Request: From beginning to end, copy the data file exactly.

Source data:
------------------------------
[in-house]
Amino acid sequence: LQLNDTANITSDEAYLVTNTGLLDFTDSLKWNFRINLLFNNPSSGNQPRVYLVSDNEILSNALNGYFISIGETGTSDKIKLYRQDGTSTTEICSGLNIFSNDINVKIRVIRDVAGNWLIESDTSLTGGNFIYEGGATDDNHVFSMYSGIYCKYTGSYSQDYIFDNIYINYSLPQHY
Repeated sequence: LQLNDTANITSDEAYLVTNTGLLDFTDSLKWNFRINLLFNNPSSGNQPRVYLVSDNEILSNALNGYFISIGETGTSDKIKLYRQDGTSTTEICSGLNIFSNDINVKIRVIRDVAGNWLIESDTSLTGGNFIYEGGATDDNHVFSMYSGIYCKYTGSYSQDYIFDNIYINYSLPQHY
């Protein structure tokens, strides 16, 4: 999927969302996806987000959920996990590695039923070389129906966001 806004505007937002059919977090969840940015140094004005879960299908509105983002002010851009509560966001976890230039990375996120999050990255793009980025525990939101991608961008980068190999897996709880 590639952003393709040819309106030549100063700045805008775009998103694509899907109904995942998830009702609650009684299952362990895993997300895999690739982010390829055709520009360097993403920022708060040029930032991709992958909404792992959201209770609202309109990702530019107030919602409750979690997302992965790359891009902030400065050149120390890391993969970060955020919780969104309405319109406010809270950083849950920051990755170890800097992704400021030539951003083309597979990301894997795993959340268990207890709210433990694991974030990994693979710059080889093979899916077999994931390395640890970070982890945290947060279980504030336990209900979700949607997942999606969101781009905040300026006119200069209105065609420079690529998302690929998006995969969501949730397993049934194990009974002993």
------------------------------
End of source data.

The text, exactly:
[in-house]
Amino acid sequence: LQLNDTANITSDEAYLVTNTGLLDFTDSLKWNFRINLLFNNPSSGNQPRVYLVSDNEILSNALNGYFISIGETGTSDKIKLYRQDGTSTTEICSGLNIFSNDINVKIRVIRDVAGNWLIESDTSLTGGNFIYEGGATDDNHVFSMYSGIYCKYTGSYSQDYIFDNIYINYSLPQHY
Repeated sequence: LQLNDTANITSDEAYLVTNTGLLDFTDSLKWNFRINLLFNNPSSGNQPRVYLVSDNEILSNALNGYFISIGETGTSDKIKLYRQDGTSTTEICSGLNIFSNDINVKIRVIRDVAGNWLIESDTSLTGGNFIYEGGATDDNHVFSMYSGIYCKYTGSYSQDYIFDNIYINYSLPQHY
């Protein structure tokens, strides 16, 4: 999927969302996806987000959920996990590695039923070389129906966001 806004505007937002059919977090969840940015140094004005879960299908509105983002002010851009509560966001976890230039990375996120999050990255793009980025525990939101991608961008980068190999897996709880 590639952003393709040819309106030549100063700045805008775009998103694509899907109904995942998830009702609650009684299952362990895993997300895999690739982010390829055709520009360097993403920022708060040029930032991709992958909404792992959201209770609202309109990702530019107030919602409750979690997302992965790359891009902030400065050149120390890391993969970060955020919780969104309405319109406010809270950083849950920051990755170890800097992704400021030539951003083309597979990301894997795993959340268990207890709210433990694991974030990994693979710059080889093979899916077999994931390395640890970070982890945290947060279980504030336990209900979700949607997942999606969101781009905040300026006119200069209105065609420079690529998302690929998006995969969501949730397993049934194990009974002993």